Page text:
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I am self-studying organic chemistry to better my understanding, I cannot formally enroll at a university due to being active duty.

From my understanding there are 2 possible mechanisms when 2-bromobutane reacts with NaOH or any strong hydroxyl base: The E2 and SN2. The carbon attached to bromine is secondary. In the E2 reaction, the oxygen from the hydroxide attacks the "beta" hydrogen, deprotinating it and allowing the electron to travel and form a double bond. Bromide is a leaving group. We get 2-butene as well as water and the bromide ion.

But we have two products from this reaction: trans-2-butene and cis-2-butene.

We also have (2,S)-butanol.

My question is which of these are more favored and why? I know that cis-2-butene would not be favored due to sterics. If possible, I would also like to know when E2 reactions are favored over SN2.

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A chemical reaction is the result of competition; it is a race that is won by the fastest runner. A collection of molecules tend to do, by and large, what is easiest for them.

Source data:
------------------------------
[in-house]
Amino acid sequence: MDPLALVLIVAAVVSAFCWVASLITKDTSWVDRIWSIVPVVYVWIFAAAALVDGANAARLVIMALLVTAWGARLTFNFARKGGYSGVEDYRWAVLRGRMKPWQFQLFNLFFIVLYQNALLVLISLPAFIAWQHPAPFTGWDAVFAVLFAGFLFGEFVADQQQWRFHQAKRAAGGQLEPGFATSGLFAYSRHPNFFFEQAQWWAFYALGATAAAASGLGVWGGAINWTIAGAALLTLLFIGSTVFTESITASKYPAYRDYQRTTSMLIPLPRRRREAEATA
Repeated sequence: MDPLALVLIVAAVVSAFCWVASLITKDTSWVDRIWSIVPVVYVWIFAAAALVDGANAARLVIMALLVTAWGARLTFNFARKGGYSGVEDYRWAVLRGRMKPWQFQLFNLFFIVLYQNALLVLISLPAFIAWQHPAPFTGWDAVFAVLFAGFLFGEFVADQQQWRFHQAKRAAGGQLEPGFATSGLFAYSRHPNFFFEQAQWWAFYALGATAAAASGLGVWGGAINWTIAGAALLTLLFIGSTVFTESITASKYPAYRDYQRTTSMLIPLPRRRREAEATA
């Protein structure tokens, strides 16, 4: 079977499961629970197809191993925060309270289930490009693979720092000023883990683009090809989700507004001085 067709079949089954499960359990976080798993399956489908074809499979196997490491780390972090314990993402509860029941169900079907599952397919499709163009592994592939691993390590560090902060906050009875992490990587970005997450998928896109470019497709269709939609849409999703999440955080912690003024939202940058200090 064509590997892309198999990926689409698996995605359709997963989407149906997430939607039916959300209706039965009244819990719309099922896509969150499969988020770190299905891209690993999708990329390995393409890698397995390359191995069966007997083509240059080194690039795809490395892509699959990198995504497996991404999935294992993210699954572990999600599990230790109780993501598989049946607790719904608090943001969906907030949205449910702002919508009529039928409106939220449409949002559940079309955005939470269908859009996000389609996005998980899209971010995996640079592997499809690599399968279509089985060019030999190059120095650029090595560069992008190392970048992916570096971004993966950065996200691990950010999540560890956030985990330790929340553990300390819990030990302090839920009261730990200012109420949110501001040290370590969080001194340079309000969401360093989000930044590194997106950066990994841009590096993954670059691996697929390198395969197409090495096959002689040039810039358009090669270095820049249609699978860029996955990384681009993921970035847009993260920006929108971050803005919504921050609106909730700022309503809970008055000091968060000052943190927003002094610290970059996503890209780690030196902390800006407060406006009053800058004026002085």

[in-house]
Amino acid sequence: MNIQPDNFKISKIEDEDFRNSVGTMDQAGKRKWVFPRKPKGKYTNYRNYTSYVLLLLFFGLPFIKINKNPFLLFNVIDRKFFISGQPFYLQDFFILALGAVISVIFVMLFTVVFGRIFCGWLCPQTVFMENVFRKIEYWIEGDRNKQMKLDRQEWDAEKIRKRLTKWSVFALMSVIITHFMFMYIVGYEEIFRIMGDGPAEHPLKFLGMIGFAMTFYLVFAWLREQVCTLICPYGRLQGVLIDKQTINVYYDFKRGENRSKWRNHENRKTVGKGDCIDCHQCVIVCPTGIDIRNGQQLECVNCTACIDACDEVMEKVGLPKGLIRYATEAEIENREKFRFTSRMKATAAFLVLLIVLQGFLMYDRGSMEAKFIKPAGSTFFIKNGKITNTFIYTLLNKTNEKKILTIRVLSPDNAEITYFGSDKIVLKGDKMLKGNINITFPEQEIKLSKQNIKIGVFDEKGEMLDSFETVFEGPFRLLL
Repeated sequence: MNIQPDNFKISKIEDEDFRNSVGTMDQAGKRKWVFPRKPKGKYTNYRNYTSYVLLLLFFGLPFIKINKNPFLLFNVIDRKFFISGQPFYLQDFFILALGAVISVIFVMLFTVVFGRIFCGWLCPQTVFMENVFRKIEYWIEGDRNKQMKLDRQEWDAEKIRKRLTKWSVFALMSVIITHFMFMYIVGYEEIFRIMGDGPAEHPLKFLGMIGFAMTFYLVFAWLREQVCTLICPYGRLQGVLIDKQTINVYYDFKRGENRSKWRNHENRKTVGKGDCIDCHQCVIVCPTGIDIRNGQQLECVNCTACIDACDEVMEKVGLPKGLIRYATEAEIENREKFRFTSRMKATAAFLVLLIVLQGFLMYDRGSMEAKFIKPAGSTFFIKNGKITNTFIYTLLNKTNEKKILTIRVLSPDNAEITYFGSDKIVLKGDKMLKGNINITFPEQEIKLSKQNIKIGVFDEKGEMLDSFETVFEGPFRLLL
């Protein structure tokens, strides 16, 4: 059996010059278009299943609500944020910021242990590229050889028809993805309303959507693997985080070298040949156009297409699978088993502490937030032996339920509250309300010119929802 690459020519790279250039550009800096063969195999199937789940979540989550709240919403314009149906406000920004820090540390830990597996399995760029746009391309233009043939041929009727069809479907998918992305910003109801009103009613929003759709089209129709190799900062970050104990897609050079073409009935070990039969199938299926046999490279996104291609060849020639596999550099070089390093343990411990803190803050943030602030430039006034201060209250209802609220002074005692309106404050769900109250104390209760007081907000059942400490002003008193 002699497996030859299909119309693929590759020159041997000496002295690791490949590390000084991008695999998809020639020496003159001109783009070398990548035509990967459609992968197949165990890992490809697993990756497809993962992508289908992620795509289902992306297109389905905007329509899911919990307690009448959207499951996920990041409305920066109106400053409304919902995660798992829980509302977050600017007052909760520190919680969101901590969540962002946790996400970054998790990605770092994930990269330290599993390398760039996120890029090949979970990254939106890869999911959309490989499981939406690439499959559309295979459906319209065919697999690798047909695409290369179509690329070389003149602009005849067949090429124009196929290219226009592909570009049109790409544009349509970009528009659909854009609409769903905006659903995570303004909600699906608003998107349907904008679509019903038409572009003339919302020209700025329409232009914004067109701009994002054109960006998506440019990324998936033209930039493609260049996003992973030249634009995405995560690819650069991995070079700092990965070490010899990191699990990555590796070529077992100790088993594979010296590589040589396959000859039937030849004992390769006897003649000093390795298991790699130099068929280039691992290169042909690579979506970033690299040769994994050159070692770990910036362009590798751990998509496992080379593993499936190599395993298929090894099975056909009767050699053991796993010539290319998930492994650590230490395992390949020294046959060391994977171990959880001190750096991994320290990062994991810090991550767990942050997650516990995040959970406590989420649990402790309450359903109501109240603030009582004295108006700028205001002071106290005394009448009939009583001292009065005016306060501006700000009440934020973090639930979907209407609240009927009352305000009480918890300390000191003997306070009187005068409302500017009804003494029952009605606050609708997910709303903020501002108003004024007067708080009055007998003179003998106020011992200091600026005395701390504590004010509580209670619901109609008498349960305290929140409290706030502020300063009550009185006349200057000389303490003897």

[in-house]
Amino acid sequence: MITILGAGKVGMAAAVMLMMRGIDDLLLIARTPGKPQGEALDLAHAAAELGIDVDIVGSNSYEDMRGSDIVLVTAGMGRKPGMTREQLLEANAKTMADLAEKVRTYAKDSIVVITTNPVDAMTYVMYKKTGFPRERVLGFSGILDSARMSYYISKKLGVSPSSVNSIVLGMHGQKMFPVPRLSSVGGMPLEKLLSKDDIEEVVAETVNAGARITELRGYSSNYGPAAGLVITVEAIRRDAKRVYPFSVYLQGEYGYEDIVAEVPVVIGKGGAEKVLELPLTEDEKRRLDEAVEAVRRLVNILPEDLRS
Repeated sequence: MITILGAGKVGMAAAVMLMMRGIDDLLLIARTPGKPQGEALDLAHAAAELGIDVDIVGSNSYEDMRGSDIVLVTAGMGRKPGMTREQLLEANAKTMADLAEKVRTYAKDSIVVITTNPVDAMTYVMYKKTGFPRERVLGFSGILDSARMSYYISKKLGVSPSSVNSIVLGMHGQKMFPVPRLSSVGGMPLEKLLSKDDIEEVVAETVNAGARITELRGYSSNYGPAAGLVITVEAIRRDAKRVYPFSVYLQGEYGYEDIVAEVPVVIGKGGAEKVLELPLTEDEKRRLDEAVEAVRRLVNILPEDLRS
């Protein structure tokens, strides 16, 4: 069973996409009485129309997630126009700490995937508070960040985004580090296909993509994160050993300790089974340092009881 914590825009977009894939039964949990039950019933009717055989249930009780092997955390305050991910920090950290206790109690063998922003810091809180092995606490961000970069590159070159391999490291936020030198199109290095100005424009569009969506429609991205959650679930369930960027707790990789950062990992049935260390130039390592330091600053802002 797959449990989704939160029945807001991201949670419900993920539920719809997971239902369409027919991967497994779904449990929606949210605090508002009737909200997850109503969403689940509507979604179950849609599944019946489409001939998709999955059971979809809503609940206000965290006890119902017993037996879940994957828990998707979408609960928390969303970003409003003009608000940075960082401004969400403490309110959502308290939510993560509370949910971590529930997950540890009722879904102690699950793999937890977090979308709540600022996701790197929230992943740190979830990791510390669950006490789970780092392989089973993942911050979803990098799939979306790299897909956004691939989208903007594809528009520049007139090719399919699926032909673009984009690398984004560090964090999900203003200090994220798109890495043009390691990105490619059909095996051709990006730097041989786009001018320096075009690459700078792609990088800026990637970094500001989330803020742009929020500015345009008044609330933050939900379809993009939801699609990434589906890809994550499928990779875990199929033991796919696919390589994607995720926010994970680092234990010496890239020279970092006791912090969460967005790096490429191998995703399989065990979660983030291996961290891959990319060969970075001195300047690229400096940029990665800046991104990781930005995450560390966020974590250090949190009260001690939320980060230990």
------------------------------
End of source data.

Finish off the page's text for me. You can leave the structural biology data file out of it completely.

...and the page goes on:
An alkyl halide with β-hydrogen atoms when reacted with a base or a nucleophile has two competing routes: substitution ($\mathrm{S_N1}$ and $\mathrm{S_N2}$) and elimination.

Which route will be taken up depends upon the nature of alkyl halide, strength and size of base/nucleophile and reaction conditions.

Thus, a bulkier nucleophile will prefer to act as a base and abstracts a proton rather than approach a tetravalent carbon atom (steric reasons) and vice versa. Similarly, a primary alkyl halide will prefer a $\mathrm{S_N2}$ reaction, a secondary halide – $\mathrm{S_N2}$ or elimination depending upon the strength of base/nucleophile and a tertiary halide – $\mathrm{S_N1}$ or elimination depending upon the stability of carbocation or the more substituted alkene.

So, I think preferably in aqueous NaOH or KOH there should be formation of alcohol but that too by $\mathrm{S_N1}$ if there's a tertiary; and, if primary halide, then it would follow $\mathrm{S_N2}$. It's bit tricky for secondary; again it depends on the reagents and solvents used.

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